“Most things I worry about never happen anyway.” ~Tom Petty
There was once a wise farmer who had tended his farm for many years. One day his horse unexpectedly ran away into the mountains. Upon hearing the news, the farmer’s neighbors came to visit.
“How terrible,” they told him.
“We’ll see,” the wise farmer replied.
The next morning, to the farmer’s surprise, the horse returned, bringing with it three wild horses.
“How wonderful. You are very lucky,” the neighbors exclaimed.
“We’ll see,” replied the farmer.
The following day, the farmer’s son tried to ride one of the wild horses. The horse was untamed and the boy was thrown and fell hard, breaking his leg.
“How sad,” the neighbors said, offering sympathy for the farmer’s misfortune.
“We’ll see,” answered the farmer.
The next day, military officials came to the village to draft young men into the army. Seeing that the son’s leg was broken, they passed him by. The neighbors congratulated the farmer on how well things had turned out.
“We’ll see,” the farmer said.
This Zen story demonstrates the wisdom of not jumping to conclusions. Have you ever worried about something, only to later discover that your worry was unfounded and untrue? The ego is afraid of the unknown, so it jumps to conclusions in order to feel a sense of certainty.
In our ego’s need for certainty, we make assumptions. And when we make assumptions, we make mistakes.
We can never know how the future will unfold. Yet fear convinces us to believe in present circumstances and future outcomes that are totally untrue. This is the origin of worry. Worry is the ego’s way of satisfying itself with an answer—any answer, no matter how irrational it is.
I worry about many things, big and small. I worry about getting stuck in my career, being rejected in my relationships, not having enough money, and whether or not I will miss the next subway into Manhattan.
But worry is dangerous. When we worry, we make mistakes. For example, I might make an assumption about you, such as thinking you are angry with me. Then I act on this assumption.
The false premise of my actions causes me to become defensive. My actions then cause you to make an assumption about me. Since you are unable to see that I am trying to protect myself, you assume I am angry with you.
Soon we are engaged in mutual anger based on a false assumption caused by worry.
The truth is, I will never know fully what is in your head, and you will never know fully what is in mine. Therefore, acting under the ignorance of assumption creates a ripple effect of mistakes.
Imagination + Fear = Worry
It is common in our society to believe that more thinking is always better. This is not always so. Intelligence is an incredible tool, but over-thinking can be just as harmful as under-thinking. Over-thinking is a sickness that creates paranoia and worry.
When we over-think, we make up scenarios in our mind and convince ourselves that these scenarios are true.
Without enough data to make a proper assessment of a situation, our ego hijacks our imagination and jumps to fear-based assumptions. Imagination is usually a powerful creative force, but when imagination is applied with fear, it becomes worry.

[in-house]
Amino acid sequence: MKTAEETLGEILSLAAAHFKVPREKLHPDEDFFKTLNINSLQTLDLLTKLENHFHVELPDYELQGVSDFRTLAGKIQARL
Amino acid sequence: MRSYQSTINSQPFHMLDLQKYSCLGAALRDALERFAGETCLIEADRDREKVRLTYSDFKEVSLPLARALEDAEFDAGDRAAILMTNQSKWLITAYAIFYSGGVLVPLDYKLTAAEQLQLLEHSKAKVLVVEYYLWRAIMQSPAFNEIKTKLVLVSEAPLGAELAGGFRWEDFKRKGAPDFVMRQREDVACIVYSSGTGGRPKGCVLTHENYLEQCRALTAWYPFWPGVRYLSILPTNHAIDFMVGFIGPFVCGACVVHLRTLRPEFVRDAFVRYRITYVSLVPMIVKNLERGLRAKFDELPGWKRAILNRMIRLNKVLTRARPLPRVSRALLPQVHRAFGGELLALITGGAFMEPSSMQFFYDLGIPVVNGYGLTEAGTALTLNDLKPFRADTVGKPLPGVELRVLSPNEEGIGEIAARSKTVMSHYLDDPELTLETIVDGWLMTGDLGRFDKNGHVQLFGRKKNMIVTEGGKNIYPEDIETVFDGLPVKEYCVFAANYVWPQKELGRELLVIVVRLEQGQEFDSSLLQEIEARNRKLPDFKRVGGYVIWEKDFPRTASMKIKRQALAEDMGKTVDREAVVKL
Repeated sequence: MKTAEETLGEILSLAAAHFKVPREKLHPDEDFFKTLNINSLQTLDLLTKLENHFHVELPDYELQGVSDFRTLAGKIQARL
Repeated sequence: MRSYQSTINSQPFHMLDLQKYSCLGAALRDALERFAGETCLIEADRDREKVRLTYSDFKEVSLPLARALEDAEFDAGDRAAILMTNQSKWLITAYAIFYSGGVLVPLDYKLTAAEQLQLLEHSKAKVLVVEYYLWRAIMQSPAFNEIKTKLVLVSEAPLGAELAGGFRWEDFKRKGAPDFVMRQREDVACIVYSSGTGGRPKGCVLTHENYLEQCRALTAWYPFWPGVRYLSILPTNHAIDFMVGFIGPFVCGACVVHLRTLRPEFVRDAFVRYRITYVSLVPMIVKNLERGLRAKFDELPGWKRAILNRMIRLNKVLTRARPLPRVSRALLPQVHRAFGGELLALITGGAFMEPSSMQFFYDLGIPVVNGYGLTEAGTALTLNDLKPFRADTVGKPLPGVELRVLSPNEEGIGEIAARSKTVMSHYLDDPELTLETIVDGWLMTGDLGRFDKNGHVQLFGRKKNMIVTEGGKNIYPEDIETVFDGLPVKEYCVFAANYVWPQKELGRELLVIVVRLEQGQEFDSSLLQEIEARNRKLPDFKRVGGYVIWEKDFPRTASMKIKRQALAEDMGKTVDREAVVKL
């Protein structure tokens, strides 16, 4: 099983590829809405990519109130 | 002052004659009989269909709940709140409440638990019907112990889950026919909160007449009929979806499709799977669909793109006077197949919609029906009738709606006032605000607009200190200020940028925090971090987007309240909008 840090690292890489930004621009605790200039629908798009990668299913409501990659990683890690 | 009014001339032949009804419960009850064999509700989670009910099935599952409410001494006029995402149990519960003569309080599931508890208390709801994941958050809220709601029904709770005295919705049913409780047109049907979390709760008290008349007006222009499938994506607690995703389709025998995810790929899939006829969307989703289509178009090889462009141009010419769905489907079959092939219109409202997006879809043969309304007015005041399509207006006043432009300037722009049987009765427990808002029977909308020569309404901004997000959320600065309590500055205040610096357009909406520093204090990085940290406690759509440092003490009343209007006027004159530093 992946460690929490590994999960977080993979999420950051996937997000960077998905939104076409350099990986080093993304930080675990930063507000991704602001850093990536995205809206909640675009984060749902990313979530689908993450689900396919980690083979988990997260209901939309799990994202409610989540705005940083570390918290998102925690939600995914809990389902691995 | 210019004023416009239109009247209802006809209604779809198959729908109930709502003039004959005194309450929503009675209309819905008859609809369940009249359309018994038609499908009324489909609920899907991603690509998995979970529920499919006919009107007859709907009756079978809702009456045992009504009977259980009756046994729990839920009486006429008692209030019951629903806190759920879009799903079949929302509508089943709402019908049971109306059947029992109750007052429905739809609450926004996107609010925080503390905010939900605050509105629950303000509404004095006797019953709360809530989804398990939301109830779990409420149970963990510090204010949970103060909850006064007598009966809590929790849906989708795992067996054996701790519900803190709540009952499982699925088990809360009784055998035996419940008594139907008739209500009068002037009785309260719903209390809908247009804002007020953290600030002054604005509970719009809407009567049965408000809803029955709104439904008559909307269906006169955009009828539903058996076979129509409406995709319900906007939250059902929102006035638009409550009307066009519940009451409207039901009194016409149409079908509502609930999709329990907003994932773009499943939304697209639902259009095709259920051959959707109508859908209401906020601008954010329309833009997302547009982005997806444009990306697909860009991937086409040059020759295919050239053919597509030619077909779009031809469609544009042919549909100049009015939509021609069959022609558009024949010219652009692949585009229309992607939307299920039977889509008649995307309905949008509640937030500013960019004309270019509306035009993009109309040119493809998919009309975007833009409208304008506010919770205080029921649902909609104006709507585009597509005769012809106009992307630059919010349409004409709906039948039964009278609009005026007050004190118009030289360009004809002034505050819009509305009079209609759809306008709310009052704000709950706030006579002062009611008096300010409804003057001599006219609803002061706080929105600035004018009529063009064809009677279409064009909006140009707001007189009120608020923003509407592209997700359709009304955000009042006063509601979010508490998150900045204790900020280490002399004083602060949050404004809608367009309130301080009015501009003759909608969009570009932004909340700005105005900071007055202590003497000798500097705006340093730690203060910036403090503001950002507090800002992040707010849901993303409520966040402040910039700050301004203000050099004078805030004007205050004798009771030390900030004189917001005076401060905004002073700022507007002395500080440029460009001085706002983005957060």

The Universe works in mysterious ways. Embracing the mystery of life gives us a calm within the storm of uncertainty.
Instead of over-thinking and jumping to false conclusions, learn to relax your thoughts and say, “I don’t know.”
Trusting uncertainty gives us peace and confidence; and when we wait in stillness without the need for an answer, the truth will reveal itself. The end of fearing the unknown is the end of worry.
Worry is wishing for what you don’t want.
Thoughts are magnets that attract our reality. Peaceful thoughts create a peaceful reality. Fearful thoughts create a fearful reality.
A thought repeated on a regular basis becomes a habit. When a thought becomes a habit, it forms a belief. When a thought forms a belief, it attracts external events that align with your internal state.
Energy flows where attention goes. When you focus on what you want, it is more likely to come to pass. When you focus on what you do not want, it is more likely to come to pass. When you worry, you send a signal into the Universe that attracts your worry. Your focus over time forms your future.
Will a single thought of worry cause your worry to come true? Probably not. Will sustaining your worry with attention and focus over a long period of time attract the worry into your life? The more you focus, the more likely it becomes.
Because focus forms your future, it is important to only concentrate on thoughts you want to actualize.
Your reality grows from the seeds you plant. The seeds of your beliefs grow into your thoughts. The seeds of your thoughts grow into your actions. The seeds of your actions grow into your karma.
You are responsible for the seeds you plant, not the results. When you place your attention on the present moment, without attachment to the past or worry about the future, and plant seeds according to your highest intentions, the results will fall into place.
Worry is an irrational attachment to, or fear of, a specific result. While it sounds counterintuitive, the only way you can achieve a desired result is by not focusing on the result; you must focus on your effort—here and now.
You cannot change what is already growing. Instead, start planting different seeds.
I still worry. But now, whenever my ego gives me something to worry about, I take a deep breath and meditate in silence for a moment.
I sit in stillness and reassure myself. “I don’t have enough data to understand how this event will impact my future,” I say. “Perhaps there is a plan in place that I cannot see. I don’t know what will happen next and that is perfectly okay. I will not jump to conclusions. Let’s wait and see what happens.”
Woman and the sky image via Shutterstock